Austerity is good but the government has created more responsibility

The government’s seemingly contradictory policies – massively increasing the operating budget while promising austerity measures to control administrative costs – appear largely aimed at influencing the upcoming federal and provincial elections, experts say.

Both elections are scheduled for later this year after local polls were held last month.

According to the budget provision, the government has announced that it will reduce the government workforce by 10% in the fiscal year 2022-23. No new job vacancies will be advertised in the civil service and security services, according to the budget.

“Government administrative costs will be reduced by 15%,” he said.

The government also made an announcement not to purchase any new vehicles in the next fiscal year.

Ads aim to reduce costs. But he massively increased the recurrent expenditure budget, compared to the amount allocated for the current financial year.

Not only has the total budget under the recurrent heading increased, but the share of the recurrent budget has also increased relative to the capital expenditure budget and the financial management budget.

According to the budget forecast, the operating budget increased to Rs 753.40 billion from Rs 677.99 billion in the current financial year.

The allocation for recurrent expenditure for the next financial year represents 42% of the total budget against 41.52% for the current financial year.

“The government aims to be pupulist by implementing distributive programs just as it announced austerity measures before the federal and provincial elections,” said Bidyadhar Maillk, former minister and finance secretary.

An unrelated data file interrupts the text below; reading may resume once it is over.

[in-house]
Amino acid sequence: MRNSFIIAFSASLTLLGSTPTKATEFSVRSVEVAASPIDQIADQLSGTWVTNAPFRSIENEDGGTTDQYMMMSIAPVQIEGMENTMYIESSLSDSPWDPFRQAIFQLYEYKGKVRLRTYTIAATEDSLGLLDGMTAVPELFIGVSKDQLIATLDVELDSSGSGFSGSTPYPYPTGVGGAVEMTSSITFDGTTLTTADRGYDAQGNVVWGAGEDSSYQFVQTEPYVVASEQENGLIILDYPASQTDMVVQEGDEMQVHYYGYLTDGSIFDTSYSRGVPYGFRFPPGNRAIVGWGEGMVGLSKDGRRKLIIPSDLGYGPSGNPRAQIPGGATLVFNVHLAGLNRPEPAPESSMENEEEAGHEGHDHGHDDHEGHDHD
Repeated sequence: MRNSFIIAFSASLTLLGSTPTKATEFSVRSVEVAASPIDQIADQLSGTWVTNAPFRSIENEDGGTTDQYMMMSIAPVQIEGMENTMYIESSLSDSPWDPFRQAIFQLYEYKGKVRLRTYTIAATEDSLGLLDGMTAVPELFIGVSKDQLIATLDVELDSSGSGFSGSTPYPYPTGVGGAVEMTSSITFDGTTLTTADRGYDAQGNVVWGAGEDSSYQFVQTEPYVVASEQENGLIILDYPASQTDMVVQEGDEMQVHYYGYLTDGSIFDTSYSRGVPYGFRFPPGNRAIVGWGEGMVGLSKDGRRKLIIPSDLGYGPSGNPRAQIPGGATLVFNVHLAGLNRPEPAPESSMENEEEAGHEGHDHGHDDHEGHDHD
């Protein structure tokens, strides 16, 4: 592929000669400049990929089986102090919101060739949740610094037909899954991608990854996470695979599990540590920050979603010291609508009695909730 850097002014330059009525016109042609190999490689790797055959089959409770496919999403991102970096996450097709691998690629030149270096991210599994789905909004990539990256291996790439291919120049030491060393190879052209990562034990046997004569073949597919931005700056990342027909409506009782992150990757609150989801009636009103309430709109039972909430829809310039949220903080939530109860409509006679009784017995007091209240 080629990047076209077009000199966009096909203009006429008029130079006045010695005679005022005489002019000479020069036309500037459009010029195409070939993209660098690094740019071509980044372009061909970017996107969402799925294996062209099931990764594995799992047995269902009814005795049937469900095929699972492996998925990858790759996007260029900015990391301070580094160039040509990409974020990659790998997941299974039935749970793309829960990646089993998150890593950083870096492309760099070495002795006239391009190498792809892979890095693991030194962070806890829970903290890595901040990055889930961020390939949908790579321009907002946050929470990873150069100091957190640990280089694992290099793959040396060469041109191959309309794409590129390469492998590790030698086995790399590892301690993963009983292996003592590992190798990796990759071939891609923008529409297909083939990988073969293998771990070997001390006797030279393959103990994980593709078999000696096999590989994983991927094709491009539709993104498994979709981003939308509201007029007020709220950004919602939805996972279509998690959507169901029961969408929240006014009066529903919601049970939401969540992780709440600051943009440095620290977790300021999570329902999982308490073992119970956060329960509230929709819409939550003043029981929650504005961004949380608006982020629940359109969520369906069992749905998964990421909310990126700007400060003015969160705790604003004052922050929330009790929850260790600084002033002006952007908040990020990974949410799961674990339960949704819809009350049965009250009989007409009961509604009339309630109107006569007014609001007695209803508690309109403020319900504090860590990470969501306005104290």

Even though every government announces austerity measures, past experiences show that they are hardly implemented.

“One wonders if the decision to downsize the government would be wise,” said Suman Sharma, former finance secretary. “Reducing the size of the workforce can also affect service delivery. So downsizing the workforce is the right thing to do rather than downsizing it.

In addition, the government has decided to reduce government staff at a time when it will need more manpower for the next elections.

Former senior government officials are also unsure whether administrative expenses could be reduced as inflation rises and the government would have to bear the cost of inflation in its procurement work.

“The government has decided not to buy new vehicles, but they might have to buy them for the elections,” Mallik said.

Reducing recurring expenses is easier said than done. The government has repeatedly introduced austerity measures, but they are not fully implemented.

The 56th annual report of the Office of the Auditor General contained detailed cases of violations of these measures by government agencies.

The government had introduced austerity guidelines on public spending-2018, which aimed to control unwanted spending in vehicle purchases, fuel consumption and maintenance. But in the financial year 2017-2018, the government spent Rs 6.61 billion on the procurement of vehicles.